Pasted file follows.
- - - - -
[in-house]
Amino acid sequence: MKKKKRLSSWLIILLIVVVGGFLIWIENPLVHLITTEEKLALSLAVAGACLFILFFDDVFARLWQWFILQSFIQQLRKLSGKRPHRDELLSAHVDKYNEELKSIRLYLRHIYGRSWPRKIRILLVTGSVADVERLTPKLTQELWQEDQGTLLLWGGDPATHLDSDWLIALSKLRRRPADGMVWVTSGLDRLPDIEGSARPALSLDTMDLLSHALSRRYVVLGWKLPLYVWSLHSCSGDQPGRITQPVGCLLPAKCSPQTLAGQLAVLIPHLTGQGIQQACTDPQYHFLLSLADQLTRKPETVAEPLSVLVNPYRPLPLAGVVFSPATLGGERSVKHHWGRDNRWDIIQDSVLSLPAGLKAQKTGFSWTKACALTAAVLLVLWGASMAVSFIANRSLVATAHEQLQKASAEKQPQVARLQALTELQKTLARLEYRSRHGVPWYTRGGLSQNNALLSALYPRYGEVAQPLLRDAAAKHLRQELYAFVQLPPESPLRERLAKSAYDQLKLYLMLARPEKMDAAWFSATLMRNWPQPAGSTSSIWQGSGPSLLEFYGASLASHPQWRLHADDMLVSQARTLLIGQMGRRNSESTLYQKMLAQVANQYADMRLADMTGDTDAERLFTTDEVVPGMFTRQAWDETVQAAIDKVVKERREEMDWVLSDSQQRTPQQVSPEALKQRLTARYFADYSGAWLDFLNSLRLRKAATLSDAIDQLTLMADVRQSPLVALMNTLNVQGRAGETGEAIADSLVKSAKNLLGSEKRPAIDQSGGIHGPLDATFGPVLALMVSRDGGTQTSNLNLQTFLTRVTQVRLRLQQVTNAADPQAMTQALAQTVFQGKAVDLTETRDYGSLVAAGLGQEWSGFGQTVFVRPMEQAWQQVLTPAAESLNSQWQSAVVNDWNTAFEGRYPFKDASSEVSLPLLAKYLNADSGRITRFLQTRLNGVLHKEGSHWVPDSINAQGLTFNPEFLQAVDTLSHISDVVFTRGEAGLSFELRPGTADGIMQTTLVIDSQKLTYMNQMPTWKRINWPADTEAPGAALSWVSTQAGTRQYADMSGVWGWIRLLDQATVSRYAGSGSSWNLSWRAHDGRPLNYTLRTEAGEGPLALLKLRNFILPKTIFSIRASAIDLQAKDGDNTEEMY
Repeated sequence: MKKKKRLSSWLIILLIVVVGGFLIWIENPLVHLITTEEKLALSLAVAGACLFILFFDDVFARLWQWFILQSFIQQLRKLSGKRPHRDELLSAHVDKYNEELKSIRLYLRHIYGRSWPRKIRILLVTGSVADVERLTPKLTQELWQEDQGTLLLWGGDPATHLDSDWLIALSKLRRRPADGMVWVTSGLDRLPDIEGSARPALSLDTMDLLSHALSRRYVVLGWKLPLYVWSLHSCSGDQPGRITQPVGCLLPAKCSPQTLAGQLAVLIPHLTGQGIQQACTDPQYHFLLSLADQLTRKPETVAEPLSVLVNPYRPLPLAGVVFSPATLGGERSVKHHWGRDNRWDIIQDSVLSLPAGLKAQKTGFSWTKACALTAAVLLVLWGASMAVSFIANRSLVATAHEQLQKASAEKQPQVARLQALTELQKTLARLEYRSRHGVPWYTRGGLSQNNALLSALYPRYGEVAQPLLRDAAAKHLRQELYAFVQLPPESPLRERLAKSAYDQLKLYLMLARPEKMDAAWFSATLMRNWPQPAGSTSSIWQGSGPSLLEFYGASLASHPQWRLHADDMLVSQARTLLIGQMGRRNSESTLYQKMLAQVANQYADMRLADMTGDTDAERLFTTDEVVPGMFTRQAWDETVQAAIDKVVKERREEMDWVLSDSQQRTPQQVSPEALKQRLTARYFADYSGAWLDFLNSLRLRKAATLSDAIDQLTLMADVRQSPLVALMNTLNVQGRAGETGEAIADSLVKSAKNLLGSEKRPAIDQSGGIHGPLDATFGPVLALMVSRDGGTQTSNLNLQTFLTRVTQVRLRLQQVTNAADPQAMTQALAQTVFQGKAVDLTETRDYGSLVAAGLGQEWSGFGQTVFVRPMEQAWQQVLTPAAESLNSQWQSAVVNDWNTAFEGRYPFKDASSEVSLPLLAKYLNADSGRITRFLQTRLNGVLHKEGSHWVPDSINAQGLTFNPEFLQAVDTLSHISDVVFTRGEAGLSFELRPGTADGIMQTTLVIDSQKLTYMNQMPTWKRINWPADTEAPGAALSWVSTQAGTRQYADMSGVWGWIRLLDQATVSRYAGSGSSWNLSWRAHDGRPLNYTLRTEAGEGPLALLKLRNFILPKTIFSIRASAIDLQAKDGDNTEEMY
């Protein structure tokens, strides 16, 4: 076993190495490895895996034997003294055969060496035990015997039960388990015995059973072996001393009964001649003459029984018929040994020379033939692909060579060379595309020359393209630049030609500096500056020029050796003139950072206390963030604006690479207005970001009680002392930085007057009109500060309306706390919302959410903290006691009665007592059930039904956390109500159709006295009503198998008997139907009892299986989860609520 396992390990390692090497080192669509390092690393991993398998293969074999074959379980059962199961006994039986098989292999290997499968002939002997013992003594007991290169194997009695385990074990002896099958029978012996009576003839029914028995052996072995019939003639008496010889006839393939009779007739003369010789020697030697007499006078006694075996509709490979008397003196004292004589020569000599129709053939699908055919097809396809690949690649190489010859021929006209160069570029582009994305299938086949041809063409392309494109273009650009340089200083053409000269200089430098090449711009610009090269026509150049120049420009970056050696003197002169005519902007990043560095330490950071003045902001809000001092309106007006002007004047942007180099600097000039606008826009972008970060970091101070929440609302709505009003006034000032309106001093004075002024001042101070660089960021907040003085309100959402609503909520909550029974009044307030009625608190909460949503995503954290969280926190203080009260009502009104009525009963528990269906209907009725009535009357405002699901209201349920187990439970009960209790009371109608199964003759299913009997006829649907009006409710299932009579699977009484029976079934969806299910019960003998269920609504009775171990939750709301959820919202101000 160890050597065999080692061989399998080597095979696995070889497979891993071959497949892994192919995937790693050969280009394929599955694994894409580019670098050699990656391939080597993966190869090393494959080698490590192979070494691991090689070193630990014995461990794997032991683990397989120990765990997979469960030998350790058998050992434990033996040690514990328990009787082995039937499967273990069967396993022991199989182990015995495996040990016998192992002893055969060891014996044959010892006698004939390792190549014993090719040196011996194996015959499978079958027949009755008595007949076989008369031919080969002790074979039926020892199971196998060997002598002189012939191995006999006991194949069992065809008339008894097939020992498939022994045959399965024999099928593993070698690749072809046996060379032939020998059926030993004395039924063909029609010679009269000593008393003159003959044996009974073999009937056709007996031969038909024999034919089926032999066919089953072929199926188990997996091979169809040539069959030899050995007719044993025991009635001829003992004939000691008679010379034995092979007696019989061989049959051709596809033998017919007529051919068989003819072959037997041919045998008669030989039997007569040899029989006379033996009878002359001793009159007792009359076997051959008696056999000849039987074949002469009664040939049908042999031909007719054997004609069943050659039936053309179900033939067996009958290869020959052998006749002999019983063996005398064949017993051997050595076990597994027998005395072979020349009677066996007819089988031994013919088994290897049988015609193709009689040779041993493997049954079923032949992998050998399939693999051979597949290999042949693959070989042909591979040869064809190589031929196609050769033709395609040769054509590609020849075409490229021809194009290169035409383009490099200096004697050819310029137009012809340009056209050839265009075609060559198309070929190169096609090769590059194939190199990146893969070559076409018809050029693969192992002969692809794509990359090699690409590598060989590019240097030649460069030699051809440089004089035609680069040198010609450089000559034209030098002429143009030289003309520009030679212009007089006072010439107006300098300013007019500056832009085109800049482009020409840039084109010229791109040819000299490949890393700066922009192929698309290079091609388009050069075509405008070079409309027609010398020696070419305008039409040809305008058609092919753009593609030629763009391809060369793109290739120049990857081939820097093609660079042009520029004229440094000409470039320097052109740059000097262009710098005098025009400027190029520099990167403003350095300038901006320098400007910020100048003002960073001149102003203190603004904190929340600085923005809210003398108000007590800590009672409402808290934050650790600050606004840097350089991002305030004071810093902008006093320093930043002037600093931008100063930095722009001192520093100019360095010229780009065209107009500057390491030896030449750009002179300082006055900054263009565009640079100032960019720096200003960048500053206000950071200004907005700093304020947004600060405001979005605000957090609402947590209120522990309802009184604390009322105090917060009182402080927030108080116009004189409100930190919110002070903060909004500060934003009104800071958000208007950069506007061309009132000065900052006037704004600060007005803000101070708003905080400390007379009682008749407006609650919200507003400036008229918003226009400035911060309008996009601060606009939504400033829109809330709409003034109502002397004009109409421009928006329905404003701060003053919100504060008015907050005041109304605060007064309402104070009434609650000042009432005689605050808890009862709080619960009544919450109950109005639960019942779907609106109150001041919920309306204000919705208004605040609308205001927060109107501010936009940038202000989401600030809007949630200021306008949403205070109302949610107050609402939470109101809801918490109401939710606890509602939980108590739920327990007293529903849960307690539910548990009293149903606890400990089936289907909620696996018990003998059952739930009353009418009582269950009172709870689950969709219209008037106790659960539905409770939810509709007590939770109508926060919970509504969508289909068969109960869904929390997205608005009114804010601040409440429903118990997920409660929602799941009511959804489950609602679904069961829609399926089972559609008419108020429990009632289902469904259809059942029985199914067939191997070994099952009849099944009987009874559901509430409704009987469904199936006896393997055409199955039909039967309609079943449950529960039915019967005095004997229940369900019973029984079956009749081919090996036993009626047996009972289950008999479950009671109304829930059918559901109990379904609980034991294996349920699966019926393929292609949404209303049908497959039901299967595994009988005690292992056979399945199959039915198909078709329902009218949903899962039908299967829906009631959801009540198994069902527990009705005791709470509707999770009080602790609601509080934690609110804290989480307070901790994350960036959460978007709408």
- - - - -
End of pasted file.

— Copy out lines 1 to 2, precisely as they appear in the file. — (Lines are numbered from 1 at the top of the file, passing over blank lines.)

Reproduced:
[in-house]
Amino acid sequence: MKKKKRLSSWLIILLIVVVGGFLIWIENPLVHLITTEEKLALSLAVAGACLFILFFDDVFARLWQWFILQSFIQQLRKLSGKRPHRDELLSAHVDKYNEELKSIRLYLRHIYGRSWPRKIRILLVTGSVADVERLTPKLTQELWQEDQGTLLLWGGDPATHLDSDWLIALSKLRRRPADGMVWVTSGLDRLPDIEGSARPALSLDTMDLLSHALSRRYVVLGWKLPLYVWSLHSCSGDQPGRITQPVGCLLPAKCSPQTLAGQLAVLIPHLTGQGIQQACTDPQYHFLLSLADQLTRKPETVAEPLSVLVNPYRPLPLAGVVFSPATLGGERSVKHHWGRDNRWDIIQDSVLSLPAGLKAQKTGFSWTKACALTAAVLLVLWGASMAVSFIANRSLVATAHEQLQKASAEKQPQVARLQALTELQKTLARLEYRSRHGVPWYTRGGLSQNNALLSALYPRYGEVAQPLLRDAAAKHLRQELYAFVQLPPESPLRERLAKSAYDQLKLYLMLARPEKMDAAWFSATLMRNWPQPAGSTSSIWQGSGPSLLEFYGASLASHPQWRLHADDMLVSQARTLLIGQMGRRNSESTLYQKMLAQVANQYADMRLADMTGDTDAERLFTTDEVVPGMFTRQAWDETVQAAIDKVVKERREEMDWVLSDSQQRTPQQVSPEALKQRLTARYFADYSGAWLDFLNSLRLRKAATLSDAIDQLTLMADVRQSPLVALMNTLNVQGRAGETGEAIADSLVKSAKNLLGSEKRPAIDQSGGIHGPLDATFGPVLALMVSRDGGTQTSNLNLQTFLTRVTQVRLRLQQVTNAADPQAMTQALAQTVFQGKAVDLTETRDYGSLVAAGLGQEWSGFGQTVFVRPMEQAWQQVLTPAAESLNSQWQSAVVNDWNTAFEGRYPFKDASSEVSLPLLAKYLNADSGRITRFLQTRLNGVLHKEGSHWVPDSINAQGLTFNPEFLQAVDTLSHISDVVFTRGEAGLSFELRPGTADGIMQTTLVIDSQKLTYMNQMPTWKRINWPADTEAPGAALSWVSTQAGTRQYADMSGVWGWIRLLDQATVSRYAGSGSSWNLSWRAHDGRPLNYTLRTEAGEGPLALLKLRNFILPKTIFSIRASAIDLQAKDGDNTEEMY